All hard, convex shapes are conjectured by Ulam to pack more densely than spheres1, which have a maximum packing fraction of φ = π/√18 ≈ 0.7405. Simple lattice packings of many shapes easily surpass this packing fraction2,3. For regular tetrahedra, this conjecture was shown to be true only very recently; an ordered arrangement was obtained via geometric construction with φ = 0.7786 (ref. 4), which was subsequently compressed numerically to φ = 0.7820 (ref. 5), while compressing with different initial conditions led to φ = 0.8230 (ref. 6). Here we show that tetrahedra pack even more densely, and in a completely unexpected way. Following a conceptually different approach, using thermodynamic computer simulations that allow the system to evolve naturally towards high-density states, we observe that a fluid of hard tetrahedra undergoes a first-order phase transition to a dodecagonal quasicrystal7,8,9,10, which can be compressed to a packing fraction of φ = 0.8324. By compressing a crystalline approximant of the quasicrystal, the highest packing fraction we obtain is φ = 0.8503. If quasicrystal formation is suppressed, the system remains disordered, jams and compresses to φ = 0.7858. Jamming and crystallization are both preceded by an entropy-driven transition from a simple fluid of independent tetrahedra to a complex fluid characterized by tetrahedra arranged in densely packed local motifs of pentagonal dipyramids that form a percolating network at the transition. The quasicrystal that we report represents the first example of a quasicrystal formed from hard or non-spherical particles. Our results demonstrate that particle shape and entropy can produce highly complex, ordered structures.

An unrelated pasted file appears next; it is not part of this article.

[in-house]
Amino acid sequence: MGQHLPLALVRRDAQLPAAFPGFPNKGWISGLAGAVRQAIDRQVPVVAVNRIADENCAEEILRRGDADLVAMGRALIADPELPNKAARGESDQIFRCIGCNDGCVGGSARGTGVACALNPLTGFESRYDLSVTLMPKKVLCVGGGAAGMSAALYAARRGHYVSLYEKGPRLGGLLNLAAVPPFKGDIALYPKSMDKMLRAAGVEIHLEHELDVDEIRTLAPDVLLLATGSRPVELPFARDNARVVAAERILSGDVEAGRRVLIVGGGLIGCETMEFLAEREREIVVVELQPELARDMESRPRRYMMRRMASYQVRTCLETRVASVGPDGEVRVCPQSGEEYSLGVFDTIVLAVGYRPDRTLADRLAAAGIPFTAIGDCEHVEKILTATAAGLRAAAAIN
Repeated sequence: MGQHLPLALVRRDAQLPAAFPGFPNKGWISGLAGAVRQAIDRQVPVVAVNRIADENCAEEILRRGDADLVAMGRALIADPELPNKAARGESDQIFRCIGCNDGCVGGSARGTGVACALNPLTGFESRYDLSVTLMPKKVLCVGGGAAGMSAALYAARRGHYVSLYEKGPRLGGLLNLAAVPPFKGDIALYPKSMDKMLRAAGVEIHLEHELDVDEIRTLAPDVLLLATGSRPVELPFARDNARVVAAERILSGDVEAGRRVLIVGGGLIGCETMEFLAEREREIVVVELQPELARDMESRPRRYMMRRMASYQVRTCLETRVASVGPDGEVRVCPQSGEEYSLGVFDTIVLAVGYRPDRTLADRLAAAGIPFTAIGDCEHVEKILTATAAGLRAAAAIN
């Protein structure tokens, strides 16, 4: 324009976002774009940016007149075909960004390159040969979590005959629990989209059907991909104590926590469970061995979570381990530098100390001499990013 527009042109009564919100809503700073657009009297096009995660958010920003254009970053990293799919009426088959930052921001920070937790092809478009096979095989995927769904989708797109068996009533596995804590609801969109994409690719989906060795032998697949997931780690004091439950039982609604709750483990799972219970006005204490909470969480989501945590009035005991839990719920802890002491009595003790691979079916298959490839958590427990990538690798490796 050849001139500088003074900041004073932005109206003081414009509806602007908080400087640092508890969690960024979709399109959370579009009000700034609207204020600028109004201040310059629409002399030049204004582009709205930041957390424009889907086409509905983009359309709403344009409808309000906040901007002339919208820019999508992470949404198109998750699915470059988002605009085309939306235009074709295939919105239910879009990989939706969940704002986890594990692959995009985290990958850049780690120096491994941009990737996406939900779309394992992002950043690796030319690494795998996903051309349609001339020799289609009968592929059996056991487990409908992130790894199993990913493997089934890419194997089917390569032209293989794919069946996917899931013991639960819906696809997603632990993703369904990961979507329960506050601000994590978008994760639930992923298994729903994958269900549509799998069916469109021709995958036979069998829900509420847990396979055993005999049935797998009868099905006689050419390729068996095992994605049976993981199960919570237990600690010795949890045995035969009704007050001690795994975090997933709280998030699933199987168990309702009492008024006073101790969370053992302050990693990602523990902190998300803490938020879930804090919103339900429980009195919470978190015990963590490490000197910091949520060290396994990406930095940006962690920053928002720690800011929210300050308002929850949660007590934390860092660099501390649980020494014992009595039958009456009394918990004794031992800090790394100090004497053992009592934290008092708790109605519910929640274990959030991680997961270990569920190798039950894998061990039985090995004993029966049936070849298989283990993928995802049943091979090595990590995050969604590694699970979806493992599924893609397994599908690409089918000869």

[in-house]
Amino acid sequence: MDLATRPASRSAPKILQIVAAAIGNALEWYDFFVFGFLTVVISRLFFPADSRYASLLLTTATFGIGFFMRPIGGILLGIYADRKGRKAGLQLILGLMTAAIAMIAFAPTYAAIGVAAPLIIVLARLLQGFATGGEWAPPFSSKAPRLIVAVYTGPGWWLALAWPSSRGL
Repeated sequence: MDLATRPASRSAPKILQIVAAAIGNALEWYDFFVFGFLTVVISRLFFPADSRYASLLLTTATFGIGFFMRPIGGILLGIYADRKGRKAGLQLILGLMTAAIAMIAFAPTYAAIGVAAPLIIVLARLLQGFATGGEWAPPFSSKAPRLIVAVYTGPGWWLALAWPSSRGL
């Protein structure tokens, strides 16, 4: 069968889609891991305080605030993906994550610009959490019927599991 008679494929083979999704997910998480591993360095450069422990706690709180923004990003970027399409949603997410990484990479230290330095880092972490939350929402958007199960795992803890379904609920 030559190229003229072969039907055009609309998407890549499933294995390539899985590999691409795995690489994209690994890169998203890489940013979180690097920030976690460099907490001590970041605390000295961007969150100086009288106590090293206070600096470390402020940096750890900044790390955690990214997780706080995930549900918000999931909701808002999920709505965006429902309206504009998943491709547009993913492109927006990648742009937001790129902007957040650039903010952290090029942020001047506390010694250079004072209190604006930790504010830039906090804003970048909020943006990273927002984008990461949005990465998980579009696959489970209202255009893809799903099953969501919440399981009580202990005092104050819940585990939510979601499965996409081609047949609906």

Access optionsAccess options
Subscribe to Journal
Get full journal access for 1 year
only $3.90 per issue
All prices are NET prices.
VAT will be added later in the checkout.
Rent or Buy article
Get time limited or full article access on ReadCube.
All prices are NET prices.
The Air Force Office of Scientific Research supported A.H.-A., P.P.-M. and S.C.G. The National Science Foundation supported A.S.K., A.H.-A. and S.C.G. in the shape-matching analyses that identified local motifs. M.E. was supported by a postdoctoral fellowship of the Deutsche Forschungsgemeinschaft.
Author Contributions A.H.-A. and M.E. performed all simulations and contributed equally to the study. M.E. solved the quasicrystal and approximant structures. A.S.K. performed shape-matching analysis. X.Z., P.P.-M., and R.G.P. proposed and constructed geometric packings. All authors discussed and analysed the results, and contributed to the scientific process. S.C.G., A.H.-A., and M.E. wrote most of the paper, and all authors contributed to refinement of the manuscript. S.C.G. and P.P.-M. conceived and designed the study, and S.C.G. directed the study.
This file contains Supplementary Figures S1-S8 with Legends and Supplementary Notes and Data.
About this article
Surfaces and Interfaces (2019)